Pro Tip: It’s 2019 and your couple is craving the best client experience possible–so give it to them! Check out this article for some guidelines to live by to improve your client experience.

Are You Being Vague Or Intentional?

Most event professionals are far too vague in defining who their ideal client is. This becomes the root cause for a lot of business problems. The goal is to reach a point where you can describe your ideal client like you would describe a friend. If you were inviting your ideal client to go out for drinks with your friends, you wouldn’t describe your ideal client/guest as being 25-35 and busy to your friends. That’s not what matters to you personally and it’s not what matters in your business either. I challenge you to go deeper than that. Be more intentional.

Why? When you’re unintentional about your marketing, your messaging and how and where you deliver it won’t line up with who your ideal client is. And, ultimately, with the problem they want you to solve. That’s a big problem – that means they won’t buy from you. On the other hand, when you do understand your ideal client as an actual person, you know what they love, hate, care about, can’t stand, and even the words they use. Being intentional with who you’re marketing to is like magic. All of a sudden, you don’t have to wonder what to say in your marketing to attract your ideal client. Why? Because you actually get them.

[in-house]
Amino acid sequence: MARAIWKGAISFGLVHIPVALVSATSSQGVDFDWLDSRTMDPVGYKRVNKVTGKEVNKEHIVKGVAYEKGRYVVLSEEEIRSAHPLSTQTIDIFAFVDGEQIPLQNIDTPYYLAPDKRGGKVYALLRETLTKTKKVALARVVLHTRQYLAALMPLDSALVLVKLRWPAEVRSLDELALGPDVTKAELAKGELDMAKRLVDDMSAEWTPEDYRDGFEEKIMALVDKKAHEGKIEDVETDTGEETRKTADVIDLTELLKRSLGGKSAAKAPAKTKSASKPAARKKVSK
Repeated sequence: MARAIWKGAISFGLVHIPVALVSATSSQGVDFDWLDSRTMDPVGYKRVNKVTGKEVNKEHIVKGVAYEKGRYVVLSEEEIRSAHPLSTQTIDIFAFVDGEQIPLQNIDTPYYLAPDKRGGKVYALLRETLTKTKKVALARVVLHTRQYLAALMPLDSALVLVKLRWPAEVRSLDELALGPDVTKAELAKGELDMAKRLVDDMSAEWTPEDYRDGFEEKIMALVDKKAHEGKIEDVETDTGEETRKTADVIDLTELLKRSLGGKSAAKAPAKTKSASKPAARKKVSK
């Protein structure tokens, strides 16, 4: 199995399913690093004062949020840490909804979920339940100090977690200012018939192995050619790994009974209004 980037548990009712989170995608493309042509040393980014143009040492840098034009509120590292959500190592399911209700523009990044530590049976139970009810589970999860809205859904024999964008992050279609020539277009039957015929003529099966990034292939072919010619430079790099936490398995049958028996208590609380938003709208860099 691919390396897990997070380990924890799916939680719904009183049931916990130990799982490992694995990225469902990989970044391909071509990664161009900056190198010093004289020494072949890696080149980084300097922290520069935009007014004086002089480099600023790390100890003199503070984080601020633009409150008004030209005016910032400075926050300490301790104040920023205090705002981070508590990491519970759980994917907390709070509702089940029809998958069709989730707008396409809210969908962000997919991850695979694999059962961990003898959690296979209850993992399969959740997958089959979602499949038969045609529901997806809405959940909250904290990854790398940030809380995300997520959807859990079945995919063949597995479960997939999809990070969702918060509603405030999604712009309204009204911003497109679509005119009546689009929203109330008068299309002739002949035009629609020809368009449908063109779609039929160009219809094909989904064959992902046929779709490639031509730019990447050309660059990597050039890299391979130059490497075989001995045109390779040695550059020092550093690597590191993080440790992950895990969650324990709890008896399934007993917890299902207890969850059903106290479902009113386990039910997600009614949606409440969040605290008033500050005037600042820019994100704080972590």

Shouldn’t I Market To Everyone I Can?

It may seem counter-intuitive but your marketing should focus only on the people who are most likely to buy from you. Modeling it on your very best clients – people you connected with personally and professionally, and who wound up paying you – makes it more likely that you’ll attract more people just like them. You can’t be a perfect fit for everyone and you’ll flush your marketing budget down the toilet trying to do so. When you know how to narrow your focus, you actually save time, energy and money, and attract better clients.

If you had a heart attack, would you rather see a cardiologist or a general practitioner? Furthermore, would you rather see a random local cardiologist or one who has a lot of experience? Cardiologists aren’t for everyone. They are, however, in demand by patients who fit their target market. They tend to be paid significantly more than general practitioners, too.

You can’t be everything to everyone, you have to focus. You have to get intentional. I promise you this will make your life a LOT easier. Getting very intentional about who you’re marketing to will make all of your marketing decisions easier. You’ll know where you should and shouldn’t market to reach your ideal clients. You’ll how what to say and what your ideal clients truly value so you can use that in your marketing to stand out from the competition.